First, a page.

Posts tagged "Yasuhiko Saijo"

Son of Godzilla (Review)

Son of Godzilla

aka Monster Island’s Decisive Battle: Godzilla’s Son aka Kaiju-shima no Kessen Gojira no Musuko

1967

Directed by Jun Fukuda

Hey, what the hell are you doing in my shower??

Son of Godzilla is a damn awesome film, but it is also a film that you pretty much need to see as a kid. Looking back on the film as an adult, there are plenty of things wrong, but there are plenty of things right. And as the waves of nostalgia wash over you, even the few problems you see melt away into the bliss of Minya. I can imagine people viewing this for the first times as adults, and much of the magic will be gone.

I still have the VHS tape of Son of Godzilla I bought with my own money as a small kid. I didn’t want to wait for the film to pop up on TBS’s Super Scary Saturday or the local station KLJB-TV which would sometimes show Godzilla movies during their Sunday “we gotta air SOMETHING!” programming. I watched that tape like crazy, it getting just as much play as Godzilla’s Revenge, Ghidrah, and a few other Godzilla flicks I watched religiously.

That’s right, baby. Not ten minutes old and chicks are lining up to serve me!

Minya was designed to appeal to kids, and it worked beautifully. He’s the ultimate lure to get kids even more excited to watch the monster films. It’s the same old gimmick as masked crimefighters having young kid sidekicks. Minya isn’t even the first monster kid, Kong had a son decades before Godzilla was even a reality. But Minya has stood the test of time and even survived a brief attempt to usurp him of his role as Godzilla’s son. Suck it, Godzilla Junior, you’re just a second rate extra from Dinosaurs!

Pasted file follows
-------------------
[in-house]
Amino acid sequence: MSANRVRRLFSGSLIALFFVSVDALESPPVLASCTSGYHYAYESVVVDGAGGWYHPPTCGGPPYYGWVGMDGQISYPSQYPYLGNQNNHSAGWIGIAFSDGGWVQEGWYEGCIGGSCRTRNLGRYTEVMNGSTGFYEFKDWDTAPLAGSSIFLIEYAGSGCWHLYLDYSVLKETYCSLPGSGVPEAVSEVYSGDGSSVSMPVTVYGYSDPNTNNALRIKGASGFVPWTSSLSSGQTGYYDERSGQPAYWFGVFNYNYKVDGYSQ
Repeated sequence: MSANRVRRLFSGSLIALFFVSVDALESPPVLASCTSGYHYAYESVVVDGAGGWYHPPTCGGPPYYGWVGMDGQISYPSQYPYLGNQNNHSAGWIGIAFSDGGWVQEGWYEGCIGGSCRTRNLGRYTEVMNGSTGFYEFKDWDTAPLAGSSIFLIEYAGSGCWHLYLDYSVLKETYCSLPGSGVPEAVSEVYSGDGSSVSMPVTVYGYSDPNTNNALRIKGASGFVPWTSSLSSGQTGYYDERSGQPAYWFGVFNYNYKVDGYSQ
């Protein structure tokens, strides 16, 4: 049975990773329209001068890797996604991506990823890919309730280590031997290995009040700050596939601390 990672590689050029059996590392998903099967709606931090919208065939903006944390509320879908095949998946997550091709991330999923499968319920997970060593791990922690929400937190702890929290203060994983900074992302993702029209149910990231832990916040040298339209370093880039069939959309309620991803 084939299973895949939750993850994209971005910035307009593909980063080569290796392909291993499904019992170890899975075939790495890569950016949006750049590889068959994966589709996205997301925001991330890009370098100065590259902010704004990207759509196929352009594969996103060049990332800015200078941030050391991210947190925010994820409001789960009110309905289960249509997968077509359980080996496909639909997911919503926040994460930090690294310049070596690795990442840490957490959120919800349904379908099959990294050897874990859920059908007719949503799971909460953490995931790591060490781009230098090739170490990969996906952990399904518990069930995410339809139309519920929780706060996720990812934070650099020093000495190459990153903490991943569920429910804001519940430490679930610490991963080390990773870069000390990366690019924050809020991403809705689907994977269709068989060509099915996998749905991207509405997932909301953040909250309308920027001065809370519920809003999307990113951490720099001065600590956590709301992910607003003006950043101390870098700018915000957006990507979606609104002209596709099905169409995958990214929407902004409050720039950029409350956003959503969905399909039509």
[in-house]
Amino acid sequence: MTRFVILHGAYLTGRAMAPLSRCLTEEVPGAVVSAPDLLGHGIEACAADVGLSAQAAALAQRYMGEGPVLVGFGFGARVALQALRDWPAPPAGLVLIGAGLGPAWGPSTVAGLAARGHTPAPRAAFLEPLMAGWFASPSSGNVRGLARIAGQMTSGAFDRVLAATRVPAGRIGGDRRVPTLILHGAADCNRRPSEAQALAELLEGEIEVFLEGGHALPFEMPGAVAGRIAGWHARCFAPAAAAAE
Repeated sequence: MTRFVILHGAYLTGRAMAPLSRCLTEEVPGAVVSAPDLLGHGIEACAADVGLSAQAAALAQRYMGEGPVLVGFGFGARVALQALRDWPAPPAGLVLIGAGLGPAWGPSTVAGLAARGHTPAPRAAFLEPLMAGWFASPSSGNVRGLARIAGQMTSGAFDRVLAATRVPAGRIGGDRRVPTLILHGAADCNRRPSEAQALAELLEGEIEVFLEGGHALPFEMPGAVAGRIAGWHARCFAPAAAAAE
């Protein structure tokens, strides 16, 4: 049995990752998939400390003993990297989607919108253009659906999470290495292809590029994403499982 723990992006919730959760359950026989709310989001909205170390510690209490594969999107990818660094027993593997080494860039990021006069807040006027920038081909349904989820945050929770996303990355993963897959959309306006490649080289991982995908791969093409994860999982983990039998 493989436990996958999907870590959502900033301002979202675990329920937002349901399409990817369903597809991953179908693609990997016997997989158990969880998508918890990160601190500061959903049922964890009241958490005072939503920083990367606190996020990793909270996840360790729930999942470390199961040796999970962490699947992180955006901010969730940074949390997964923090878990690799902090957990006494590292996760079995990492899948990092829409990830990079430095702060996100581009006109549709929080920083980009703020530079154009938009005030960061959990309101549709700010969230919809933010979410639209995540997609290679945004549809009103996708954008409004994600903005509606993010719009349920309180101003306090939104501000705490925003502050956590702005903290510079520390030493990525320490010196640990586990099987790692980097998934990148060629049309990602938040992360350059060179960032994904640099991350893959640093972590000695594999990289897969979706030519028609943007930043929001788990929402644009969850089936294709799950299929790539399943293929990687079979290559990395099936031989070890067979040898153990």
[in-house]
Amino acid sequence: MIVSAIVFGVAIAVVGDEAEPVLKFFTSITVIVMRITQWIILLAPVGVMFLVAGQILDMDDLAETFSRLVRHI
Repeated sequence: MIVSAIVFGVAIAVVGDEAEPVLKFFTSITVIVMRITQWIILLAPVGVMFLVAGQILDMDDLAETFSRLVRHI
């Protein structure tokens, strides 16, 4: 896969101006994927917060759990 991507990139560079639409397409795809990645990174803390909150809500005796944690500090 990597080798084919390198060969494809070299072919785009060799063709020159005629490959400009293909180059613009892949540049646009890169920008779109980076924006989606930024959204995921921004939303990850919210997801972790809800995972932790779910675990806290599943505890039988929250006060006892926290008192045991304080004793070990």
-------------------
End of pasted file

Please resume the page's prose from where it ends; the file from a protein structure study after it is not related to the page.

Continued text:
Son of Godzilla features two other new monsters, Kumonga and Kamacuras, aka Speiga and Gimantis. Both are creepy bug monsters, preventing anyone becoming attached to them instead of Minya or Godzilla as the heroes. Sure, there are people who are into spiders and insects, and even Mothra is a hero, but the gut reaction of the bugs vs. the cute kid is obviously what they were going for.

Wheeeeeeeeeeeeeeeeeeeeeeeee!!!!!!!!!!

Just FYI, I’m calling them Minya, Speiga, and Gimantis through the plot section. None of that Minilla, Kumonga, or Kamacuras crap. That’s because these are the names I grew up with. And this is my review, so I can do what I want! Nyeh nyeh nyeh!

The remote island location with the small science crew allows for some lower budget action. They realize they need a character to have everything explained to, so in airdrops the standard reporter character. Godzilla films need reporter and scientist characters, it is the peanut butter and chocolate on the kaiju bread. Despite many of the characters getting no lines and just wandering around in the background, some of them are pretty heavy hitters.